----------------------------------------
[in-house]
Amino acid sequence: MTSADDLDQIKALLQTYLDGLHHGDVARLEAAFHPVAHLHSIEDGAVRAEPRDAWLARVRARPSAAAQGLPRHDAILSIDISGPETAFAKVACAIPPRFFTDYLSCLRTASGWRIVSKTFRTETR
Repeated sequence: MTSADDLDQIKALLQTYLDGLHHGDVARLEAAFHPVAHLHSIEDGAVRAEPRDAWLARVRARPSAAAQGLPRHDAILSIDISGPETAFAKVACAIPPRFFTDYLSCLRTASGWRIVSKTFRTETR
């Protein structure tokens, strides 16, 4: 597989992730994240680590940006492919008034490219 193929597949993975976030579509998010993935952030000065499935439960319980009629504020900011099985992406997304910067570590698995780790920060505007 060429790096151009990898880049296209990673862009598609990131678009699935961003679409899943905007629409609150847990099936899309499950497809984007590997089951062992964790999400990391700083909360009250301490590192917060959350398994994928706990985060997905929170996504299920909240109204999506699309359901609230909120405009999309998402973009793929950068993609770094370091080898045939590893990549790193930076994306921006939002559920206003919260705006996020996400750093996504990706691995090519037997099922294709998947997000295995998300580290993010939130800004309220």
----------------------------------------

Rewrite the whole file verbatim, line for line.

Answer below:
[in-house]
Amino acid sequence: MTSADDLDQIKALLQTYLDGLHHGDVARLEAAFHPVAHLHSIEDGAVRAEPRDAWLARVRARPSAAAQGLPRHDAILSIDISGPETAFAKVACAIPPRFFTDYLSCLRTASGWRIVSKTFRTETR
Repeated sequence: MTSADDLDQIKALLQTYLDGLHHGDVARLEAAFHPVAHLHSIEDGAVRAEPRDAWLARVRARPSAAAQGLPRHDAILSIDISGPETAFAKVACAIPPRFFTDYLSCLRTASGWRIVSKTFRTETR
């Protein structure tokens, strides 16, 4: 597989992730994240680590940006492919008034490219 193929597949993975976030579509998010993935952030000065499935439960319980009629504020900011099985992406997304910067570590698995780790920060505007 060429790096151009990898880049296209990673862009598609990131678009699935961003679409899943905007629409609150847990099936899309499950497809984007590997089951062992964790999400990391700083909360009250301490590192917060959350398994994928706990985060997905929170996504299920909240109204999506699309359901609230909120405009999309998402973009793929950068993609770094370091080898045939590893990549790193930076994306921006939002559920206003919260705006996020996400750093996504990706691995090519037997099922294709998947997000295995998300580290993010939130800004309220």